A County Armagh couple – whose two-year-old son died in a tragic accident involving a blind cord – have bravely spoken out to warn other parents of the dangers.
Maria Jose and Feliciano Saba lost little Brian just over six weeks ago.
Now they have recorded a seven minute video entitled ‘Blind Truth’, to raise awareness of the “silent killer” in our homes.
They have also taken part in a free workshop in Craigavon Civic Centre, organised by the Southern Health Trust, which focused on the dangers posed to babies and young children by the looped cords.
The workshop was organised by the Promoting Wellbeing Team and delivered by the Royal Society for the Prevention of Accidents.
Maria and Feliciano have known each other since they were 15, and moved to Portadown from Italy; she had three children from a previous relationship and he too.
Together they had two more children, one of them little Brian, who would have turned three on Sunday past.
But on September 25, tragedy visited the family home.
Feliciano had left the house to go to work, having taken his other young daughter to school.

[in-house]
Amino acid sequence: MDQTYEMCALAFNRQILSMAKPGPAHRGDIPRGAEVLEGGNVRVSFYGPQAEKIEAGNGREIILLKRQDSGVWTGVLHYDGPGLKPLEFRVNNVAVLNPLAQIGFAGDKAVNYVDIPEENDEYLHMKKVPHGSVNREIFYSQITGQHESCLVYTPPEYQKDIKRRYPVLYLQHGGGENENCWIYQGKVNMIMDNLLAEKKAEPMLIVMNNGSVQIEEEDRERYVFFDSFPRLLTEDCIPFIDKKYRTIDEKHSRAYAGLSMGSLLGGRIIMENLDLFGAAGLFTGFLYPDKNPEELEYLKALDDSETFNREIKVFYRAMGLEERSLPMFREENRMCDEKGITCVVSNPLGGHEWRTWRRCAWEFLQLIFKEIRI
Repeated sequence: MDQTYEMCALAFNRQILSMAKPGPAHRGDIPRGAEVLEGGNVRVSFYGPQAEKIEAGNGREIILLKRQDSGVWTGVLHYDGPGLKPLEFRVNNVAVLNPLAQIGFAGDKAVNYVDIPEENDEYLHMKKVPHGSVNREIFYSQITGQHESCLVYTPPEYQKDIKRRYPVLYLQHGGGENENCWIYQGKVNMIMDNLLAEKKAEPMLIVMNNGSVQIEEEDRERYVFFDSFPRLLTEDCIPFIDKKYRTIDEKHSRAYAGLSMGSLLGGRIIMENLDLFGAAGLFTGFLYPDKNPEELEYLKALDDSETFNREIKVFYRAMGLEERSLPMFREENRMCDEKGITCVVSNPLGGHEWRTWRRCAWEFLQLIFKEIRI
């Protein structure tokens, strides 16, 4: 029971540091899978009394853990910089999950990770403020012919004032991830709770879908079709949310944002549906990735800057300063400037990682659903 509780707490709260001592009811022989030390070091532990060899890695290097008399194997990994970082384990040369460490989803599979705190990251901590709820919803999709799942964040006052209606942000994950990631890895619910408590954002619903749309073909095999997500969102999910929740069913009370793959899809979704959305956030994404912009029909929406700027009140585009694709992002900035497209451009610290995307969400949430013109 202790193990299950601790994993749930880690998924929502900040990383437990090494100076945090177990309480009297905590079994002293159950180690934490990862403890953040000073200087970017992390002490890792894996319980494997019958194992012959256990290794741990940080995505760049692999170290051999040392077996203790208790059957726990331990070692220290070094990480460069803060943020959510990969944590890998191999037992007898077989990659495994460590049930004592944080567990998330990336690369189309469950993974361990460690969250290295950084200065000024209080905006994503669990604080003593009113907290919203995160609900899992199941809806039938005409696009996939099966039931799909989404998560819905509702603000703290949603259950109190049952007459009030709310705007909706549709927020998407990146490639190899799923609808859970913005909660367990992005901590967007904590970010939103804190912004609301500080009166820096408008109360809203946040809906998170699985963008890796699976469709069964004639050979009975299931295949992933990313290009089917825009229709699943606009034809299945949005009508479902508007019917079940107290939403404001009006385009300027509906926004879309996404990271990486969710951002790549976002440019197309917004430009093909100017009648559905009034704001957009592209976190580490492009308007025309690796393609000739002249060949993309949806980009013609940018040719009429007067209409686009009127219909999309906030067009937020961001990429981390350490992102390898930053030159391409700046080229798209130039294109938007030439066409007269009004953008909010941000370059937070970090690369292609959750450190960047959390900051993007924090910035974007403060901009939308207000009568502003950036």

Brian remained at home with Feliciano’s other children, all adults.
He recalls: “Brian was in the living room and one of our daughters went into the kitchen. He was left to drink his milk and play. For us the living room was the safest room in the house. We never thought the living room would be a death trap because it had practically nothing in it. It only had a television, a sofa, a small table. That was all.”
Maria also believed the living room to be safe.
She said: “I was afraid of the stairs, the bathroom and other things like the oven that Brian could touch. But the place we thought the safest was where my son died. Just a few seconds distance from his sister. His sister had just gone to the kitchen to wash the plates that they had used to feed Brian. She had just left him for moments.
“There was silence. She heard nothing. She didn’t hear him speaking or moving and came back to the living room to check on him and found her brother hanging in the blind cords.”